More than 100 people, including 20 children, died in early September when their rubber boats were wrecked off the coast of Libya, according to the aid agency Doctors Without Borders. Only two bodies have been recovered thus far. Sertan Sanderson/InfoMigrants reports on the latest tragedy in the Mediterranean.
According to Doctors Without Borders (known by the French initials MSF), hundreds of people set off from Libya in two inflatable boats on September 1, never reaching land. Citing interviews with survivors, one of the two boats soon developed motor problems, while the other began to lose air. Each boat was reportedly carrying 165 adults, with the latter boat believed to have been carrying about 20 children as well.
The Libyan coastguard managed to rescue a total of 276 survivors on September 2 and brought them back to Libya, to the port city of Khoms (120 kilometres east of Tripoli). Survivors told MSF that only few people were wearing life jackets at the time of the incident.
Rescuers slow to respond
“At that time, the mobile satellite phone showed that we were not far from Maltese coast. We called the Italian coastguard and sent our coordinates, asking for assistance as people started to fall in the water. We were told they would send someone. But the boat started sinking. We couldn’t swim and only a few people had life jackets. Those among us who could hold on the boat’s floating hood stayed alive,” a survivor told MSF.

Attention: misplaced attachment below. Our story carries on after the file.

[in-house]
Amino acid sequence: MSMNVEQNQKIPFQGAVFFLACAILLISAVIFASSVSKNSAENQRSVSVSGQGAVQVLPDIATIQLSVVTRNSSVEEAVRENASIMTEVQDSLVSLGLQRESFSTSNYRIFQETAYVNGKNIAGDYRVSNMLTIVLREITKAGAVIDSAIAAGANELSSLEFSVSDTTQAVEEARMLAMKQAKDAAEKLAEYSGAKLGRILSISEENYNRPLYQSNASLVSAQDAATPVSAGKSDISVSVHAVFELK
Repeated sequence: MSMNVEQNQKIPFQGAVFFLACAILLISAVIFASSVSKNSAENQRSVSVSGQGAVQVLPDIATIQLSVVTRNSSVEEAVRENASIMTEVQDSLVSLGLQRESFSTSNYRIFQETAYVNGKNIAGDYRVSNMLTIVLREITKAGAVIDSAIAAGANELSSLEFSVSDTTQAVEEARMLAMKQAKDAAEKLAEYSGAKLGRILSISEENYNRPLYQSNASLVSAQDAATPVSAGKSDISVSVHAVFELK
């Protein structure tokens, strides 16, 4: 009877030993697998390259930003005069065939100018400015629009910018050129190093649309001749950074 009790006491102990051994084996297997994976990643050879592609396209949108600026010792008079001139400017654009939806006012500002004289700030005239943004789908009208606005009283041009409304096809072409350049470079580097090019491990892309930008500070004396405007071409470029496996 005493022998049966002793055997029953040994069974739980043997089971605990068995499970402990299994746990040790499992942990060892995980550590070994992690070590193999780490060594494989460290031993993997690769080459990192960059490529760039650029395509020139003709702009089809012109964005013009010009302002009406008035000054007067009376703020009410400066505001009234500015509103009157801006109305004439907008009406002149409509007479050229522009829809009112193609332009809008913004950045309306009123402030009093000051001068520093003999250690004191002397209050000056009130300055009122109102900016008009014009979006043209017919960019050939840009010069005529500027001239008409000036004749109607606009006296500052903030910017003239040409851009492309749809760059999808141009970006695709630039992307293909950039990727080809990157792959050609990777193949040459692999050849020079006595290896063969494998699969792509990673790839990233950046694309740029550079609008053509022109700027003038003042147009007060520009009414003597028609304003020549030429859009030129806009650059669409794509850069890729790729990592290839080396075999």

“Many people died, including families and children. They could have been saved if rescuers had come earlier,” the survivor said.
MSF adds that according to survivors of the shipwreck, the nationalities of those on board the boats included Sudanese, Malian, Nigerian, Cameroonian, Ghanaian, Libyan, Algerian and Egyptian. Among the dead were two 17-month-old babies, who a survivor said “perished, along with their mother and father.”
Libya: Africa’s transit point for migrants
The policy of returning attempted migrants back to Libya has come under heavy criticism lately as large parts of the country remain unsafe. Fighting on the streets of Tripoli has picked up pace in recent weeks, as various groups have been competing for control over the oil-rich country since ousting of Moammar Gadhafi in 2011. There are also widespread reports of violence against migrants, including instances of rape and slavery, as human smuggling rings continue to cash in on desperate people.
Libya has become a central transit point for migrants who hope to make their way to Europe. But the sea journey from there remains dangerous: there have been more than 1,500 migrant deaths reported between Libya and Italy so far in 2018.